Above: Manager Brian McDonald (left) of Advance Auto Parts in Liberty and his staff tracked down gas cans – a hot commodity across the tri-state area. Photo by Jason Dole.
Last week, if people in Sullivan County were concerned about anything at the gas pump, it was the cost of fuel. Now, as worries rise about the availability of fuel, even gasoline containers are becoming scarce.
“You can't get a gas can from West Hazleton, PA to Binghamton, down through the Tri-State area,” said Brian McDonald, Manager at Advance Auto Parts in Liberty. McDonald would know. He's been driving around looking for gas cans while his staff has been making calls and searching online for wholesalers and even other retailers who are in stock.
McDonald eventually found a cache of two-gallon cans up in Norwich, NY, and ordered 150. He brought the first batch back to Liberty himself around 3pm. The bulk will arrive this evening.
“They're going to show up at 7pm,” said McDonald. “And as long as people know they're here, they're gonna fly. People are buying three or four at a time.”
One customer waited while a picture for this article was taken. He bought four gas cans.
“I'm going down to New York [City],” said the customer, wishing only to be identified as George. “I want to make sure I have enough to get back. Apparently, there's no gas.”
In a scenario that's being played out thousands of different ways in Sullivan County and other places with close ties to the metropolitan area, something as commonplace as a commute to the city now requires serious planning. When it comes to gas, diesel, and the containers to put them, it also requires a little extra searching, driving, and spending.
That's where retailers like Brian McDonald come in. Without the aid or input of corporate headquarters, he started tracking down the things local folks need. This includes generators, which McDonald was eventually able to find in West Hazleton.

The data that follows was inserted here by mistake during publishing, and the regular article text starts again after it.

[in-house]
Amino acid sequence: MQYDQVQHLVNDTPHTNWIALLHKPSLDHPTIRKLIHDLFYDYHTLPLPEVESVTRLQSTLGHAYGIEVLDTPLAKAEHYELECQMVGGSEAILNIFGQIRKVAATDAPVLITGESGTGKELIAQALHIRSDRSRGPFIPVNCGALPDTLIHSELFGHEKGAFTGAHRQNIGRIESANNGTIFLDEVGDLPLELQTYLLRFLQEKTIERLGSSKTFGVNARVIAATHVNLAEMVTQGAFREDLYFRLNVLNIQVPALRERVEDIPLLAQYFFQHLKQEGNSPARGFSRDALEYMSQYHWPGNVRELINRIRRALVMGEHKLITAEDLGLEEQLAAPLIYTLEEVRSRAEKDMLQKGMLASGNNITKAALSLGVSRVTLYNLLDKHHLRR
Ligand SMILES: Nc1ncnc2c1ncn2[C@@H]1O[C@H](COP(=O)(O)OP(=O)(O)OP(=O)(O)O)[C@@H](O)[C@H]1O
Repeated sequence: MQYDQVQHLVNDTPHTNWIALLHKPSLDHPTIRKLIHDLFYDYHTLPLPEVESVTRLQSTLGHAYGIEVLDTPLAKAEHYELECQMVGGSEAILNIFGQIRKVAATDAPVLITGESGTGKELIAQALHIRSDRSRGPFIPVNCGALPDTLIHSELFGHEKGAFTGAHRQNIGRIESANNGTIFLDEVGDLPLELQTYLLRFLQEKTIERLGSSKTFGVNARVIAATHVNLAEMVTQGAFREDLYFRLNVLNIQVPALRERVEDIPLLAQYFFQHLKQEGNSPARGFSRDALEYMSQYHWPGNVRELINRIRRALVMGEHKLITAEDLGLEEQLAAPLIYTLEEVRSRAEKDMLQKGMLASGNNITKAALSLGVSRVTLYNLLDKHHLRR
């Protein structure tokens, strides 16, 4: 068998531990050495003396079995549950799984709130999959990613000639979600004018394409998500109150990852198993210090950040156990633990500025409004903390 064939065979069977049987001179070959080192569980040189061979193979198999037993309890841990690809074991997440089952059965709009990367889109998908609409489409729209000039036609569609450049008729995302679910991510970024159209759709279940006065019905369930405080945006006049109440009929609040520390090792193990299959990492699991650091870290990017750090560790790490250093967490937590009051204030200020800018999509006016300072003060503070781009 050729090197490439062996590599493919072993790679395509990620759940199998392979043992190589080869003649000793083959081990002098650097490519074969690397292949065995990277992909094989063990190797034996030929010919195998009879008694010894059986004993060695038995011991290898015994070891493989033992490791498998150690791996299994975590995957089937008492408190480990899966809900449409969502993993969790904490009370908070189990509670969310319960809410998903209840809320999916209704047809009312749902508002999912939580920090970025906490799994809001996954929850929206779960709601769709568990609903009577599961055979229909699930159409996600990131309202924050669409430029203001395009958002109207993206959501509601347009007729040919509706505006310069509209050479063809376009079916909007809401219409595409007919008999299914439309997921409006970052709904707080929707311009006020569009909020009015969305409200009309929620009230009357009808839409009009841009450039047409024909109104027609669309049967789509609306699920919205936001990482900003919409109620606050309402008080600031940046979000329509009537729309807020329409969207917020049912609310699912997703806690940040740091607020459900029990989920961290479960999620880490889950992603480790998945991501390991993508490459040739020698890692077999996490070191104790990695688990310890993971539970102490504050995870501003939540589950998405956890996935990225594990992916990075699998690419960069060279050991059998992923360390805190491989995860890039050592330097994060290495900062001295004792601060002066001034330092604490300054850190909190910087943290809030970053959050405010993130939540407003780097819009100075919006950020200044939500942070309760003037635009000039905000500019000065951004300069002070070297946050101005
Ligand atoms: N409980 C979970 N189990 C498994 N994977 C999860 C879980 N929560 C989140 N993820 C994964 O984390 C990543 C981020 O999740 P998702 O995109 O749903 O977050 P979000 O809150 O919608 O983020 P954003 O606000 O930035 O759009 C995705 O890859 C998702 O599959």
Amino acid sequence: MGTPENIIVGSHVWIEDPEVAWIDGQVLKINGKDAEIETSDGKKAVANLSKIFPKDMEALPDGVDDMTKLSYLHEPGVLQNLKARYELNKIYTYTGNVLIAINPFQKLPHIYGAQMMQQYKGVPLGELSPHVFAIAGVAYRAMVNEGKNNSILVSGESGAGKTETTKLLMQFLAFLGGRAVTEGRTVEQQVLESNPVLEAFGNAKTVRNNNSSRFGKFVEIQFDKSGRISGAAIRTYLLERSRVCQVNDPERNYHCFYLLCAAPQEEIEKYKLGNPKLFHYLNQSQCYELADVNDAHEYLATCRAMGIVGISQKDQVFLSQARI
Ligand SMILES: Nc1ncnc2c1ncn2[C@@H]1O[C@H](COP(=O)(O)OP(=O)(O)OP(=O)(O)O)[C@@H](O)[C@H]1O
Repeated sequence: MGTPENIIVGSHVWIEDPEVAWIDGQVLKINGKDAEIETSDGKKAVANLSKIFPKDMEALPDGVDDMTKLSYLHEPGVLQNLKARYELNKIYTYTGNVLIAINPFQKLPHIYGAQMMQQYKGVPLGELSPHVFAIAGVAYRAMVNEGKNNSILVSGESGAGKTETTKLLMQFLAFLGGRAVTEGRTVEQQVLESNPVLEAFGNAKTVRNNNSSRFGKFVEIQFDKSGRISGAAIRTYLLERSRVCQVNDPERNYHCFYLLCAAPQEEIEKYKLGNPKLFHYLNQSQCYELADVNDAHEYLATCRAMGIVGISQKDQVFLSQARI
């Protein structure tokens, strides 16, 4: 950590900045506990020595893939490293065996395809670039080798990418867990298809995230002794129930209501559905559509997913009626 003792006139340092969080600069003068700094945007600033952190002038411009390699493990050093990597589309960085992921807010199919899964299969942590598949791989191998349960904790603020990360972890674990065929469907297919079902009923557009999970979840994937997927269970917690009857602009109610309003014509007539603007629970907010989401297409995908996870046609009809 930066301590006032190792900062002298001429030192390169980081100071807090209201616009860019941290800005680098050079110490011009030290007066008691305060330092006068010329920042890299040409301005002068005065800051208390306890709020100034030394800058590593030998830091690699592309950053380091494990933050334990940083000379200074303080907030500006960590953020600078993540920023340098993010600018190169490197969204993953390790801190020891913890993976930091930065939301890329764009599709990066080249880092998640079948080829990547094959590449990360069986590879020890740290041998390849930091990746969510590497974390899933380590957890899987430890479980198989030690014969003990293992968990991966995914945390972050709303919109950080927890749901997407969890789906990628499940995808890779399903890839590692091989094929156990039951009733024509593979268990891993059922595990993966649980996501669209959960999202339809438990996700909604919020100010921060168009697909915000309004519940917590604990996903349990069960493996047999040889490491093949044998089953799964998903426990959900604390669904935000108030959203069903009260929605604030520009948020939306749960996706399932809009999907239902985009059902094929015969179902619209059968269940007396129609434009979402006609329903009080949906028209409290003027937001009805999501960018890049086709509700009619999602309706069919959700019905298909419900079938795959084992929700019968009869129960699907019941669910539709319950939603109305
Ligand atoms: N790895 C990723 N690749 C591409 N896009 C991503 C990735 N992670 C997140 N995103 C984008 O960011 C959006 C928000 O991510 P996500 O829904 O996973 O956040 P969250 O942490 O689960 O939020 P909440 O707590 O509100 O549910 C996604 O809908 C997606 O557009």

“I put six generators in my Ford Fiesta and drove 150 miles from Pennsylvania,” explained McDonald. He secured ten generators in all this afternoon, and three of them sold in less than 25 minutes.
When it came to fuel containers, McDonald knew there was a need without the customers even saying anything. He had two relatively expensive gas cans specially designed for boat use. Even at $70 a pop, they were gone. And the few red plastic buckets he was able to bring in this afternoon were going out the door almost as quickly as they came in.
“It's so we can help the community,” added McDonald. Of course it's good business, too, but there's no need to be cynical about it. Folks stopping by Advance Auto certainly aren't.
“I had some customers trying to hug me over the gas cans,” said McDonald.
Below: Employee James Curry puts up a sign advertising this evening's gas can sale at Advance Auto Parts in Liberty. Photo by Jason Dole.